Fascinating probability question

Wasted all morning solving this. I know the answer, but I’d love a really satisfying and intuitively understandable explanation of why the answer is the answer.

There’s a basketball player practicing free throws. He has the odd characteristic that once he’s made at least one free throw and missed at least one free throw, his probability of making any further free throw is precisely equal to the fraction that he has made so far this session. So if he’s taken 8 shots and has made 5 of them, he’s 5/8 likely to make the next one, 3/8 likely to miss it.

His coach watches him, and sees him make the first, and miss the second. The coach then leaves for a while, and comes back. When he comes back, the player has taken 98 throws. The coach then watches the player take throw #99, and make it. From the coach’s perspective, what is the probability that the player will make throw #100?

(Puzzle originated at 538.com)

Ok, explain why it isn’t 5/8ths likely to hit and 3/8ths likely to miss.

Note that, for any particular sequence of hits and misses, with H hits and M misses (not counting the always presumed initial trivial hit followed by a trivial miss), the probability of achieving this particular sequence is (H! * M!) / (H + M + 1)!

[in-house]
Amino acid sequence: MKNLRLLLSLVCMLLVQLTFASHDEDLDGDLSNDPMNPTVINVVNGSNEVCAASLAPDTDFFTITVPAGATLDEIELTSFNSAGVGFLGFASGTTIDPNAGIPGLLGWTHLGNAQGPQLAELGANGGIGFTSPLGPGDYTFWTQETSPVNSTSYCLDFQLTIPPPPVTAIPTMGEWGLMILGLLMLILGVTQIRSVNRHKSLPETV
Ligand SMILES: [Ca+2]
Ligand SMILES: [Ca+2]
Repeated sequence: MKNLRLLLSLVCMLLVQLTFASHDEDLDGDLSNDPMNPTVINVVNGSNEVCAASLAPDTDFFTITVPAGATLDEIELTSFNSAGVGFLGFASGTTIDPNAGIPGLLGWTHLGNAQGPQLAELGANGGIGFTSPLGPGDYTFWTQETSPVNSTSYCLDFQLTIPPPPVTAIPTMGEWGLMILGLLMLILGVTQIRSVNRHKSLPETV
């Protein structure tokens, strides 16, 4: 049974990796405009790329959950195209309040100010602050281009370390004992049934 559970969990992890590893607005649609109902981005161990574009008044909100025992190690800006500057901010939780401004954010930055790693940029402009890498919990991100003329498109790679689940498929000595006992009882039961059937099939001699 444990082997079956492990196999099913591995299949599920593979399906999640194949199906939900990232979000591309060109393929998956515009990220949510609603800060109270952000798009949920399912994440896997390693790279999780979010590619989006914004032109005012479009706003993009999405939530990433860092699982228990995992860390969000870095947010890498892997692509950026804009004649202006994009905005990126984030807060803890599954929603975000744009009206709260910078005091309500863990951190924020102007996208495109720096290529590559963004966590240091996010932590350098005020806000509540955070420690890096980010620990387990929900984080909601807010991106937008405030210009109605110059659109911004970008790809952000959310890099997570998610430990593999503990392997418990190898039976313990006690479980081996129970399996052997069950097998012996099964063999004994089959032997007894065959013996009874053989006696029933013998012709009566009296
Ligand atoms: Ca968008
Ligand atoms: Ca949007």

(This because the first hit has probability 1/(number of previous throws), the second hit has probability 2/(number of previous throws), the third hit has probability 3/(number of previous throws), etc. And similarly for the misses. So our numerator gets a contribution of H! from the hits and a contribution of M! from the misses, and our denominator gets a contribution of 2 * 3 * 4 * … * (H + M + 1), from the first nontrivial throw [with 2 previous throws] through the last throw [with H + M + 1 previous throws])

In particular, the specific ordering of hits and misses within the sequence doesn’t matter at all for its probability.

Thus, the question is as good as if the coach saw the player make throw #3 and was interested in the probability the player would then make throw #4. This would be 2/3 by stipulation (2 previous hits out of 3 previous attempts).

Tl;dr: The answer is 2/3.

Well for one thing, he just made shot 99 so the coach has seen 6 makes and 3 misses which would give a 2/3 chance of making it just based on what the coach has seen.

But, you need to assess the relative likelihood of his having made the 99 shot given the previous information. That might all cancel leaving 2/3 as the right answer.

I suspect the answer to this uses a martingale property. As the probability that the play makes the nth shot is equal to the fraction of previous successful shots, the success probability is a martingale. So I think the probability of making the 99th shot based on the known information is 5/8 and the correct answer is 6/9 = 2/3; however, I’d want to work it out with Bayes Law to be sure.